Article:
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Additionally, during the panel, participants brought up the idea that Richmond College Student Government Association and Westhampton College Government Association should be combined. 

In April 2020, the outgoing presidents of RCSGA and WCGA — Mike Laposata and Lindsey Paul, both UR '20 — wrote an open letter to UR students arguing that having two student governments has prevented both associations from being as efficient as they could be were they combined. 

“You have two different groups of people talking about what's happening and what they're going to do about it,” Paul said. This leads to the two student governments coming up with different solutions to the same problem, Paul said. 

When writing their op-ed, Paul and Laposata envisioned a bicameral government that had an equal number of Richmond College and Westhampton College seats, Paul said. During their time as presidents of WCGA and RCSGA, Paul and Laposata talked to the deans about the structure of this bicameral government, such as having two presidents, chairs of senate and speakers, one for each college, Paul said. 

As of right now, Boehman has not heard anything about any changes being made in the near future to the coordinate college system, he said.

Despite the criticism surrounding the way students are admitted to the colleges and the setbacks for members of the student governments, Boehman still believes that the two-college system is overall beneficial.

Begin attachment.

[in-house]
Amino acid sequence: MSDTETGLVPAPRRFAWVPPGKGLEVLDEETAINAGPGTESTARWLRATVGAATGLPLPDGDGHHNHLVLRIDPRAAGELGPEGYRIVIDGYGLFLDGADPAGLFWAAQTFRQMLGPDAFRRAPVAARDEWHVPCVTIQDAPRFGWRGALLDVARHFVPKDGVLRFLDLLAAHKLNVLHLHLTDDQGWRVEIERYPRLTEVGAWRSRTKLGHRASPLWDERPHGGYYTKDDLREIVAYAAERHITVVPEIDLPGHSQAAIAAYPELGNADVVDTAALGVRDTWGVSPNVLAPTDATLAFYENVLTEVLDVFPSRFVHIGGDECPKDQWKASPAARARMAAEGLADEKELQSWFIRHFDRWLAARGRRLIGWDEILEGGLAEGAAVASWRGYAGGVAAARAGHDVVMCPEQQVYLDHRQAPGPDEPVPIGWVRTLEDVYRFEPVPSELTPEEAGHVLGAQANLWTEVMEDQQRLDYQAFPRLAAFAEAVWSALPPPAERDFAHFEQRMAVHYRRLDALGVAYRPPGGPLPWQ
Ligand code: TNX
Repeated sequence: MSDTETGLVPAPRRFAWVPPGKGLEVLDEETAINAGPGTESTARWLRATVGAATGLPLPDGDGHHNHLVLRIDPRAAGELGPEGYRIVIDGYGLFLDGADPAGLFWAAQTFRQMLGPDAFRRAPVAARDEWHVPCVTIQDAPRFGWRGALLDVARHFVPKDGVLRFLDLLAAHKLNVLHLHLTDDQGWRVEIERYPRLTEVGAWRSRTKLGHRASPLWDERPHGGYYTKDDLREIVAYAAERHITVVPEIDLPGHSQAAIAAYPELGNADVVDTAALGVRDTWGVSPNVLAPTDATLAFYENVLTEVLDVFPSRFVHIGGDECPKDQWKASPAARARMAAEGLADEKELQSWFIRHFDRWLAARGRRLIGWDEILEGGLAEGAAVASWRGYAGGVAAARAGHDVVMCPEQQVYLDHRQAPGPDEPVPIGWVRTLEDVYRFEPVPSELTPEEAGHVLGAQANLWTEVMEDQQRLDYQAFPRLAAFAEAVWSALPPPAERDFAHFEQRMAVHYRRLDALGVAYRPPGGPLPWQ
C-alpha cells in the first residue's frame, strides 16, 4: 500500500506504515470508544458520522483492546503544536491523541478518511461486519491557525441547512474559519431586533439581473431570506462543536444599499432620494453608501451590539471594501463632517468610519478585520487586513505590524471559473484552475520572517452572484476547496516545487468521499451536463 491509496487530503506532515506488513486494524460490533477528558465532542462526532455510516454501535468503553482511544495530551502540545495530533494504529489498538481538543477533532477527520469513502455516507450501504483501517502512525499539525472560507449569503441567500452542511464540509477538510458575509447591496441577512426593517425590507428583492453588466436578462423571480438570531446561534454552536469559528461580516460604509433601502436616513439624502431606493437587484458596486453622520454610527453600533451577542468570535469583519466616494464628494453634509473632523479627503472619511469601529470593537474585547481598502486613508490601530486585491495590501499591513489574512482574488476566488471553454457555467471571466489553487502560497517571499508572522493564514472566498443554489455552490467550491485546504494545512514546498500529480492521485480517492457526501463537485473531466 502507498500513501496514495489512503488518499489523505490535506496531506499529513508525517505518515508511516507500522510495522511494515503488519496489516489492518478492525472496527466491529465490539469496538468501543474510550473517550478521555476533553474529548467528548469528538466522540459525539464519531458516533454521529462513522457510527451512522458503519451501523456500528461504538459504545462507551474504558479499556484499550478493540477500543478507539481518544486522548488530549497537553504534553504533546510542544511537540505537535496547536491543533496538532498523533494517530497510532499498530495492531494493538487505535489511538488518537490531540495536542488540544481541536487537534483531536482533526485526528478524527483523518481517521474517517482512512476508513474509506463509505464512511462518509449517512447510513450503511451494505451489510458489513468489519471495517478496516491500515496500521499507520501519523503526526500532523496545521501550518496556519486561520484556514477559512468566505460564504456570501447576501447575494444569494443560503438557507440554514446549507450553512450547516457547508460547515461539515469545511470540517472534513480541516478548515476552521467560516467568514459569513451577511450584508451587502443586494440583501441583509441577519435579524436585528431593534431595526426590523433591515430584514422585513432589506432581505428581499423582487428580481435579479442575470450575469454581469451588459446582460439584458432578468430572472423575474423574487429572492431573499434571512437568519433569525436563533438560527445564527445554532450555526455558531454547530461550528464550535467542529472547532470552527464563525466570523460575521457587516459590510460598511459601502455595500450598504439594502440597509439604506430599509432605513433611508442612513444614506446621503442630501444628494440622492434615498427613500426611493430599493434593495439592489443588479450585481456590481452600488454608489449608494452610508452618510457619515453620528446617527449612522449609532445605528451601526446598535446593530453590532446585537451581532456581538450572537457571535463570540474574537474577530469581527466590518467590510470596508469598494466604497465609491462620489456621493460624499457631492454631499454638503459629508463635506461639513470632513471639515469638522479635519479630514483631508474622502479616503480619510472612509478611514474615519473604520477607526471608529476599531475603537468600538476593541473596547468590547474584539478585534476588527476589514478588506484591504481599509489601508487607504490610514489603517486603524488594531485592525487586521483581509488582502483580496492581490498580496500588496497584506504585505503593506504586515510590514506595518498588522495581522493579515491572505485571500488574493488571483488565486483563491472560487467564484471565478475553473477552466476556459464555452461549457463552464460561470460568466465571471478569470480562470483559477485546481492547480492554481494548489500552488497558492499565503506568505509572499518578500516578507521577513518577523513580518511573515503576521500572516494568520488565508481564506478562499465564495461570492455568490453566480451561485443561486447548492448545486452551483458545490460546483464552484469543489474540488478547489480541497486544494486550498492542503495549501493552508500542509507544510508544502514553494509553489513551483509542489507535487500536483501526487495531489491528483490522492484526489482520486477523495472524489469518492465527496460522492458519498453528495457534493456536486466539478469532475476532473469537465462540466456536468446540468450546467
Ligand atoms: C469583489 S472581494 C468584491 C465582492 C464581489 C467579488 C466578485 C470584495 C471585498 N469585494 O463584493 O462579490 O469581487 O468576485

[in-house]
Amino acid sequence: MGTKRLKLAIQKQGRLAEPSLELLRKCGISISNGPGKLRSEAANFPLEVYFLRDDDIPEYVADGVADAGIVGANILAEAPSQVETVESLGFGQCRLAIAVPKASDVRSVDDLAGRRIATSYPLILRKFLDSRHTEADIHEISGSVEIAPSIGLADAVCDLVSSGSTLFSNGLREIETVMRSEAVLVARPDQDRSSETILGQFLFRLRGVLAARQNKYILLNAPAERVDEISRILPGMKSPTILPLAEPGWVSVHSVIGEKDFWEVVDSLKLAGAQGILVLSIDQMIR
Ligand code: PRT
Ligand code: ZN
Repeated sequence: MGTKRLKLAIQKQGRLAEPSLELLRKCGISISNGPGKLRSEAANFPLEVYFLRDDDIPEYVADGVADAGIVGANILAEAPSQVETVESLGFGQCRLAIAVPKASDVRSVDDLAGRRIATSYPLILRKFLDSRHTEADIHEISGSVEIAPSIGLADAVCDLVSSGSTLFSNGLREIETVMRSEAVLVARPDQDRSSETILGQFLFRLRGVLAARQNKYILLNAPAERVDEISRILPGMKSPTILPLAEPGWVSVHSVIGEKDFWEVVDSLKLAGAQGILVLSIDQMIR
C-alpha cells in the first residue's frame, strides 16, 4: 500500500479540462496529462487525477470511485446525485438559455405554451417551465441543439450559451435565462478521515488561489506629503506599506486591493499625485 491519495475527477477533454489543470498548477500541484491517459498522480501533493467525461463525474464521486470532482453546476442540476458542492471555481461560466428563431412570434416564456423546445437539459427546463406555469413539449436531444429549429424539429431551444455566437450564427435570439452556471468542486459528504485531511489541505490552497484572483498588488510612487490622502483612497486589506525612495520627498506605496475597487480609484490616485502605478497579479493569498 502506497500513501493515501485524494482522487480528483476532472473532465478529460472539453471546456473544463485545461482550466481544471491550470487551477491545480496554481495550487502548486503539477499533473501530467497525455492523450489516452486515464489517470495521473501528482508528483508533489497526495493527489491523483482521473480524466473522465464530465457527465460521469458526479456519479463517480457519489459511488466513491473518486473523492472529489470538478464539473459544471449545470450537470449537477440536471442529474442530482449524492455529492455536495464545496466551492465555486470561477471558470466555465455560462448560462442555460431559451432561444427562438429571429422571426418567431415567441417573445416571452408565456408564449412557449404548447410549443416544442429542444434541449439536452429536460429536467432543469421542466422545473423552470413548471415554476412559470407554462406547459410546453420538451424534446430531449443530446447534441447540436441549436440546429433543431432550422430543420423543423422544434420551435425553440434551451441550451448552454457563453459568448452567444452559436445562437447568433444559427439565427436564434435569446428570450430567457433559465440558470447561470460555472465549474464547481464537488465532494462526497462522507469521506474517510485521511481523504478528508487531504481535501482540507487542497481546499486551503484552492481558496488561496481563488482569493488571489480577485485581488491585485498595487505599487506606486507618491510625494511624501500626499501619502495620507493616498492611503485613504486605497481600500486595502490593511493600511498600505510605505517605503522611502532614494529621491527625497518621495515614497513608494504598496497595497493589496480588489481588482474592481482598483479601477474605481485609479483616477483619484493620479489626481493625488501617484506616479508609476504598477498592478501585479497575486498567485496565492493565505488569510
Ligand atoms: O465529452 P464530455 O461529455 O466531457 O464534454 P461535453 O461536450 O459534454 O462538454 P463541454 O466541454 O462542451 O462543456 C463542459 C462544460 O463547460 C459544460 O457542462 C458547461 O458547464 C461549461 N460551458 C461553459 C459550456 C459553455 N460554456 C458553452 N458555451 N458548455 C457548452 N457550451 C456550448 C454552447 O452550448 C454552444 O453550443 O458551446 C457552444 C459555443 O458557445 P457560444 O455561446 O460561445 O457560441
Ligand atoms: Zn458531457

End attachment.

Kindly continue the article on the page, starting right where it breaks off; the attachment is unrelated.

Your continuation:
“I think the biggest advantage of the colleges is that it takes a 3,000-person student body and breaks it down into two smaller student bodies,” Boehman said. 

Senior Noella Park, current WCGA president, also sees some positives in having two distinct student governments, despite their flaws, rather than one student government with fewer seats, she said. 

“It's really helpful in allowing more student representation and allows increases in the number of student representatives,” Park said. 

It does not matter to Boehman how the colleges are divided as long as he gets to help students, he said. 

“Bottom line, if the Board of Trustees and the president came down and said, 'We’re still going to maintain these colleges, but we’re going to assign the students differently to them' -- OK, I’m fine with that,” Boehman said. “Our job here is to help students.” 

Nevertheless, any kind of change would require a lot of commitment and time, Melkote said. 

"It's a lot of questions about gender, a lot of questions about expression and then other questions about the benefits that exist in the system," Melkote said. "We've heard from people that there are benefits to it — more leadership roles, more access to your deans. There are some things like that that people find beneficial and then there are some things that people don't find beneficial. People think that it's a gendered system that can create some harm there as well."

Managing editor Emma Davis contributed to reporting.

Contact features writer Lauren Oligino at